Washington served two terms as President and was unanimously elected in both. He aimed to create a strong national government that remained neutral in European conflicts such as the French Revolutionary War and one that preserved liberty, promote commerce, reduce regional tensions, and promote American nationalism. Even during his lifetime, Washington was hailed as the father of his country,
Henry Lee, a Revolutionary War General, described the President as “first in war, first in peace, and first in the hearts of his countrymen” in the eulogy he gave at Washington’s funeral.
According to both the general public and scholars, Washington is ranked among the top three presidents of the United States alongside Abraham Lincoln and Franklin D. Roosevelt.
The former President remains an international symbol of nationalism, liberation, and revolution.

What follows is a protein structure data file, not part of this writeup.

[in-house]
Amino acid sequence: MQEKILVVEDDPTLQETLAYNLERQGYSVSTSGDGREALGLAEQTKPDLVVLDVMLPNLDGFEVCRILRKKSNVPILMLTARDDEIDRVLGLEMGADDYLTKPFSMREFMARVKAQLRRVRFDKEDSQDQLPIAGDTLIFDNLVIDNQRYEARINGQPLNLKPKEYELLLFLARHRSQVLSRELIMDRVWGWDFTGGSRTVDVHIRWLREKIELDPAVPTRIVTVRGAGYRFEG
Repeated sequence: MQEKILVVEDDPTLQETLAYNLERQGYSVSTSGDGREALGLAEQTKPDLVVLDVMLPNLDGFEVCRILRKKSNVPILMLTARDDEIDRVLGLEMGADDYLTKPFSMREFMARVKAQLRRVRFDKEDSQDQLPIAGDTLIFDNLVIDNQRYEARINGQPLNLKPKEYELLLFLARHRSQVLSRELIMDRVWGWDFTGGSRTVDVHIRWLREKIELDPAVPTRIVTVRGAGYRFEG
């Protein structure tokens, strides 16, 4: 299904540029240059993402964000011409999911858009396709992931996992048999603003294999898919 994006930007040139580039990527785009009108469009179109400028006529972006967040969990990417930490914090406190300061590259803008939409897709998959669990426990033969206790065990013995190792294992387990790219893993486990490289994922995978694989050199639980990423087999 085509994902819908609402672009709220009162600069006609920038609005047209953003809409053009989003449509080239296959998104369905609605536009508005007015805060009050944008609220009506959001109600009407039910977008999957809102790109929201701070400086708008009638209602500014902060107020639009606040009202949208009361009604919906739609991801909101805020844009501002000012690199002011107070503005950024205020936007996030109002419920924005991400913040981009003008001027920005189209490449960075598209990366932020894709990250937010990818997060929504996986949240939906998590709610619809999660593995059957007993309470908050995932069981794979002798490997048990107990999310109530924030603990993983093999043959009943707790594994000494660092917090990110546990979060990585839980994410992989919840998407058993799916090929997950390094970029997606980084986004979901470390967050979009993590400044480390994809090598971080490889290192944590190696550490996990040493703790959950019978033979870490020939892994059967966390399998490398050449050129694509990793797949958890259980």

|1731||Washington is born in Virginia|
|1775||Becomes the Commander-in-Chief of the Continental Army during the American Revolutionary War|
|1776||The Patriots gain their independence from Britain under Washington's command; the United States of America is born|
|1788||US Constitution is ratified|
|1789||Elected as the first President of the United States|
|1792||Serves a second term as President|
|1799||Dies in Virginia|
Who would think that the Italian Renaissance building at 33 Liberty Street held more gold than Fort Knox? Though built in 1919-1924, most of the Fed’s gold arrived during and after World War II when countries were trying to seek out the most secure location for their gold. Though it does not hold the 12,000 tons of gold that it once did, it holds 25% of the world’s gold reserves, making it the largest depository of gold in the world.
The infamous gold vaults lie 80 feet below street level and 50 feet below sea level. To ensure maximum security of the gold, two New York Fed gold vault staff members and one member from the New York Fed internal audit staff must be present anytime the vault is open, even to change a light bulb.